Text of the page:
Jesus announced, “The poor you will always have with you,” to his disciples some two-thousand years ago and if the past twenty centuries have been any indicator, his words have proven to be true.
Poverty has always been around, more so in certain times and places than others, and the mountains of Appalachia have been no exception.
In an era before food stamps and housing assistance, destitute families faced a far different pathway than they might today.
In the early years of American history, local churches, relief groups and families took a far more active role in assisting the poor; however, when these groups could not meet the needs of impoverished citizens the local government was often required to step in. Towns would often elect a reluctant individual to the non-paying position of poor master. The poor master would be given an annual budget of tax money and his duties would be to validate those who applied for public relief and issue funds to truly needy individuals.
Few people sought this job, as it often carried with it great risks — those rejected from receiving public assistance often held grudges and the number of poor masters murdered are too numerous to accurately determine.
Though the office of poor master largely disappeared in the 1800s, some areas maintained the office well into the 1940s when it was replaced by the current welfare system.
In some areas of the country, families that could not support themselves would be auctioned off for a specific period of time. In exchange for a year’s work, a bidder would cover their expenses, feed and clothe them as well as provide housing and healthcare.
“The welfare of the paupers depended almost entirely upon the kindness and fairness of the bidder. If he was motivated only by a desire to make the maximum profit off the ‘use’ of the pauper, then concern for ‘the bottom line’ might result in the pauper being denied adequate food, or safe and comfortable shelter, or even necessary medical treatment. And there often was very little recourse for protection against abuse,” writes Poor House Farm Story.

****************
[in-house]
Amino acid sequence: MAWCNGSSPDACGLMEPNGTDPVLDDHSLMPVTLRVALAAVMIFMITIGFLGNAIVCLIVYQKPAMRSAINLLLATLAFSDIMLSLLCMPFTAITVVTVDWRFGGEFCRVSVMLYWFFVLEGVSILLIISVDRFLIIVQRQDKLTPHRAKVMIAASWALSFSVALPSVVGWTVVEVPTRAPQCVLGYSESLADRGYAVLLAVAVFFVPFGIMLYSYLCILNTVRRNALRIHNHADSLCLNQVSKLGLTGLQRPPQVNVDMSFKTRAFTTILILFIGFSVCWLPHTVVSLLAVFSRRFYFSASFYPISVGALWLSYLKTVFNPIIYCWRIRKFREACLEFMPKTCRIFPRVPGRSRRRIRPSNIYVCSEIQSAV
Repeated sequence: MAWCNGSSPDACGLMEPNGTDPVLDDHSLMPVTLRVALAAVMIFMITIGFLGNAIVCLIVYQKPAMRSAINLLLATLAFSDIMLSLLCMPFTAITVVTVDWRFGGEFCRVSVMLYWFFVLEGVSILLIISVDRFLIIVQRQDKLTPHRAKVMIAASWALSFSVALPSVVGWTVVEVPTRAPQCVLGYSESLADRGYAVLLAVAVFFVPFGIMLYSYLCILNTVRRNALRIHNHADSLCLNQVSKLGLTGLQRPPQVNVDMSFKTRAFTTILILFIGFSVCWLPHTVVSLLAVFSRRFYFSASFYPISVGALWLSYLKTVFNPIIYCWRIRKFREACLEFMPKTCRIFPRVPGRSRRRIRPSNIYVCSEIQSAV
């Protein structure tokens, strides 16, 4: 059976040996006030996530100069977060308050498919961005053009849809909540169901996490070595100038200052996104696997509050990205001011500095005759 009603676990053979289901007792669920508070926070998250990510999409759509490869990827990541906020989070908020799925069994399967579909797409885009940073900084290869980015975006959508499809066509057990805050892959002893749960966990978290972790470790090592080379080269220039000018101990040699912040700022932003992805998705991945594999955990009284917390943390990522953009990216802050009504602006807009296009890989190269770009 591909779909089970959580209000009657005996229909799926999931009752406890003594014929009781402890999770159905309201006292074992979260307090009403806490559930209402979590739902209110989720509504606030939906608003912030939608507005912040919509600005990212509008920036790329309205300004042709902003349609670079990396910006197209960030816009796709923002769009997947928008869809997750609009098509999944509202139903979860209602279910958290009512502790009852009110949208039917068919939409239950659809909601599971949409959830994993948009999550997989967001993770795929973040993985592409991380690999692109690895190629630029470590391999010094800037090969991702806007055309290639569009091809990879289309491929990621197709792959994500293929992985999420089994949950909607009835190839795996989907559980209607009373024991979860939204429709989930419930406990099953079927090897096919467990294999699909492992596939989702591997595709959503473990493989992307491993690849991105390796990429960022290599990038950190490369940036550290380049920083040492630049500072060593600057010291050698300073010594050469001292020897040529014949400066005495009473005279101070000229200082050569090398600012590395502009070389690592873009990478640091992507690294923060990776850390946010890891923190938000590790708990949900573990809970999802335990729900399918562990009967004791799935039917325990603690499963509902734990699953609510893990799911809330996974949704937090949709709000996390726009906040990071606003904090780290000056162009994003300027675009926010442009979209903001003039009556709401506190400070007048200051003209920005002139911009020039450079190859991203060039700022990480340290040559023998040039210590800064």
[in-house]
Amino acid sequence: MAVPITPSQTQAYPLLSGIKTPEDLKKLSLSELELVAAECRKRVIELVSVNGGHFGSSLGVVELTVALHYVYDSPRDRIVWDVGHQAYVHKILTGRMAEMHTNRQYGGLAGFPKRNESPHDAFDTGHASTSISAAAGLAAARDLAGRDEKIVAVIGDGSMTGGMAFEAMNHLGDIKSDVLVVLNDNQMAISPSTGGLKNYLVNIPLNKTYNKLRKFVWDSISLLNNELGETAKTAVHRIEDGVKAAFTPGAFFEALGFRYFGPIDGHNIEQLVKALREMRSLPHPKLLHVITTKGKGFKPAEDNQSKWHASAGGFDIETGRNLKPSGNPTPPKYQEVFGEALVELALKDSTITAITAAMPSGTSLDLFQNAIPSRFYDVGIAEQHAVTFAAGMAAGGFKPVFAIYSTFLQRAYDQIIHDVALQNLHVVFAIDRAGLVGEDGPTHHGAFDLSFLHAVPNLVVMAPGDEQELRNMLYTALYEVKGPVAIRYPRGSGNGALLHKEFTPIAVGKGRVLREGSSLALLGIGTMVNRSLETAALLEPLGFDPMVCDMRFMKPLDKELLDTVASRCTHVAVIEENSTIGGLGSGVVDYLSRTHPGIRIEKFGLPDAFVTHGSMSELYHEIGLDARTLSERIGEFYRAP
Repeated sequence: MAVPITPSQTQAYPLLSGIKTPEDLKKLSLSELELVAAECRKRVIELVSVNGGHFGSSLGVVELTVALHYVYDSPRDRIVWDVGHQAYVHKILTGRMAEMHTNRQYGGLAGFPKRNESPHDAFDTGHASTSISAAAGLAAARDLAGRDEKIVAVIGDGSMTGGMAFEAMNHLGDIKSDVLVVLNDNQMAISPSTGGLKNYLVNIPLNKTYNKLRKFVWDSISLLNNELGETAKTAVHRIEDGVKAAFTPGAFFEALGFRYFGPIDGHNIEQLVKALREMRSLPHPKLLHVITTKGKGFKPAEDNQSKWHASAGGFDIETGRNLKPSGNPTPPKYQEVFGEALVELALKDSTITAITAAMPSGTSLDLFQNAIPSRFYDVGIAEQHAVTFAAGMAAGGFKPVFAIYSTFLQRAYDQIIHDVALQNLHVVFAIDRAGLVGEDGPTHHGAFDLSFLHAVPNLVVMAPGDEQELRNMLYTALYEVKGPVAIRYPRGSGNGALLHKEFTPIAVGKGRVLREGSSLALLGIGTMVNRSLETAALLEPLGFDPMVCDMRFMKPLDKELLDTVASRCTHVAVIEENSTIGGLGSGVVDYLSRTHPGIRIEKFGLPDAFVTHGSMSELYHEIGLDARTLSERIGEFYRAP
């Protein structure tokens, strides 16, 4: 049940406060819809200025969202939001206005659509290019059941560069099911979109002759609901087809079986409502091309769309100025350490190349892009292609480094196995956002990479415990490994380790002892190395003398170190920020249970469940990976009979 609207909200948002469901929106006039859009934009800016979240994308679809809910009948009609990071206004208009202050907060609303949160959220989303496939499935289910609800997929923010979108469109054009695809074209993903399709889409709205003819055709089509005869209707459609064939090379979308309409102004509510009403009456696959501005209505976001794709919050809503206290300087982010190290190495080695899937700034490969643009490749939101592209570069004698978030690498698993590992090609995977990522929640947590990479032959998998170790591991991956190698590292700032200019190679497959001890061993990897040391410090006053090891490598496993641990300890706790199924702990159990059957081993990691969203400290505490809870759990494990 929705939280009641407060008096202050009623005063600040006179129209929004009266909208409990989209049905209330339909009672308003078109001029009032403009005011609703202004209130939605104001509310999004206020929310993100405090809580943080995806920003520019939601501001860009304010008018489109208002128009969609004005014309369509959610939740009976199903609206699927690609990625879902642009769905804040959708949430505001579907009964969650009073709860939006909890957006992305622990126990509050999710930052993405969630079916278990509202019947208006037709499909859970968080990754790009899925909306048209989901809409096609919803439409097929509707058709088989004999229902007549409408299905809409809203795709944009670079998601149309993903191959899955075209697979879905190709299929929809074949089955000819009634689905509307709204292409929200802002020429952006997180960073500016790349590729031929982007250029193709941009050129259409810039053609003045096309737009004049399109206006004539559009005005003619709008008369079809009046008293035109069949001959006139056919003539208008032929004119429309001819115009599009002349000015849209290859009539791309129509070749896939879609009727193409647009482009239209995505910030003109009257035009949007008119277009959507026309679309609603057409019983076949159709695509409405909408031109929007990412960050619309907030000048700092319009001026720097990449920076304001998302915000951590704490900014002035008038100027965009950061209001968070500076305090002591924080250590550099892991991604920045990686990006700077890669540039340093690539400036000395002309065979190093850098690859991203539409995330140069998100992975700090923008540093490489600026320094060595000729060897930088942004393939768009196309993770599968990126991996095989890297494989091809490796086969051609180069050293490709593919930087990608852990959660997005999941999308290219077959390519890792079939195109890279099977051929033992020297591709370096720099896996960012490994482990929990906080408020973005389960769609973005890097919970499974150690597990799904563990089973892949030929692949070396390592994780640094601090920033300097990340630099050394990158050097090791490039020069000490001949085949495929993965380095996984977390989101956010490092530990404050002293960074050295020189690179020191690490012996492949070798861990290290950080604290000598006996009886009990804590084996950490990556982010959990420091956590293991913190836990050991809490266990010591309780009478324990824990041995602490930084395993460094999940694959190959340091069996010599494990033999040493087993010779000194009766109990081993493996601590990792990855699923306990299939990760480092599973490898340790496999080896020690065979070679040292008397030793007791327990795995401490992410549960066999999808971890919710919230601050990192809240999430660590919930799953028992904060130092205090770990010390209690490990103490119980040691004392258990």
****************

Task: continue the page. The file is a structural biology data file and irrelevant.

During the 1800s, many communities discovered that it was more cost effective to simply provide a single place for poor families to reside and work than to support multiple families scattered across the entire county.
Out of this discovery, poor houses were developed, being built adjacent to a large farm where destitute families could work to raise their own food, thus making the houses more self-sufficient and relying less on local tax funds.
Often elderly, mentally handicapped and disabled people lived and worked on these poor farms, which were run mainly by county and town governments.
Far from being joyous places for families to catch their breath and step back onto their feet, many historic documents reveal these places to be more like a debtor’s prison than a charitable home.
Helen Keller’s famed teacher, Annie Sullivan, spent some of her childhood at a poor farm. She would later look back on the government run poor farm by describing it as “a crime against childhood.”
Conditions at Massachusetts’ poorhouse were said to be the worst, and “residents milled about like forgotten animals.” Children slept together on iron cots in a gigantic dormitory, infested with rats which ran up and down the spaces between beds.
In addition to being physically terrible places, living at a poor farm also exposed the individual to a stigma and shame, as society viewed those who were unable to support themselves as being the lowest of lows.
These farms continued well into the early-1900s until the Social Security Act took effect in 1935 and by 1950s nearly all poor farms had disappeared completely from the countryside.
During their prime, poor farms produced a variety of produce, grain, and livestock, which the residents would all consume. Residents were expected to provide labor to the extent that their health would allow, both in the fields, in providing housekeeping and care for other residents. Rules were strict and accommodations minimal.
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